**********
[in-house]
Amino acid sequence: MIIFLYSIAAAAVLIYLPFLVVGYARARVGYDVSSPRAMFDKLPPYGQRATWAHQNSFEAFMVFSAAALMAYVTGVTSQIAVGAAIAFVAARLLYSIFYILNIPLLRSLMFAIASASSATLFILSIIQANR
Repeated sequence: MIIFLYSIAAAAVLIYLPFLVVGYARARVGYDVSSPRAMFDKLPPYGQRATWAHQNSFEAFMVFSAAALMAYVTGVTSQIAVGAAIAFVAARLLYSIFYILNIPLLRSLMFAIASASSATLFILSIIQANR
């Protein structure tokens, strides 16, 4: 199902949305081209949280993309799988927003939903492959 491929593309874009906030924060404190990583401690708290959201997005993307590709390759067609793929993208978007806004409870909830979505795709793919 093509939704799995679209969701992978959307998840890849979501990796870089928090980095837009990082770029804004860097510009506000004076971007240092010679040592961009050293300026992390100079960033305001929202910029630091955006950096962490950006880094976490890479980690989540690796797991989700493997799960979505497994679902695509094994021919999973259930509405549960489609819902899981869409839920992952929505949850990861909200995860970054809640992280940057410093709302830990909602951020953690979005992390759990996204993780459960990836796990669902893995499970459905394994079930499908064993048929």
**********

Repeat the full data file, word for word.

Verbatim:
[in-house]
Amino acid sequence: MIIFLYSIAAAAVLIYLPFLVVGYARARVGYDVSSPRAMFDKLPPYGQRATWAHQNSFEAFMVFSAAALMAYVTGVTSQIAVGAAIAFVAARLLYSIFYILNIPLLRSLMFAIASASSATLFILSIIQANR
Repeated sequence: MIIFLYSIAAAAVLIYLPFLVVGYARARVGYDVSSPRAMFDKLPPYGQRATWAHQNSFEAFMVFSAAALMAYVTGVTSQIAVGAAIAFVAARLLYSIFYILNIPLLRSLMFAIASASSATLFILSIIQANR
């Protein structure tokens, strides 16, 4: 199902949305081209949280993309799988927003939903492959 491929593309874009906030924060404190990583401690708290959201997005993307590709390759067609793929993208978007806004409870909830979505795709793919 093509939704799995679209969701992978959307998840890849979501990796870089928090980095837009990082770029804004860097510009506000004076971007240092010679040592961009050293300026992390100079960033305001929202910029630091955006950096962490950006880094976490890479980690989540690796797991989700493997799960979505497994679902695509094994021919999973259930509405549960489609819902899981869409839920992952929505949850990861909200995860970054809640992280940057410093709302830990909602951020953690979005992390759990996204993780459960990836796990669902893995499970459905394994079930499908064993048929």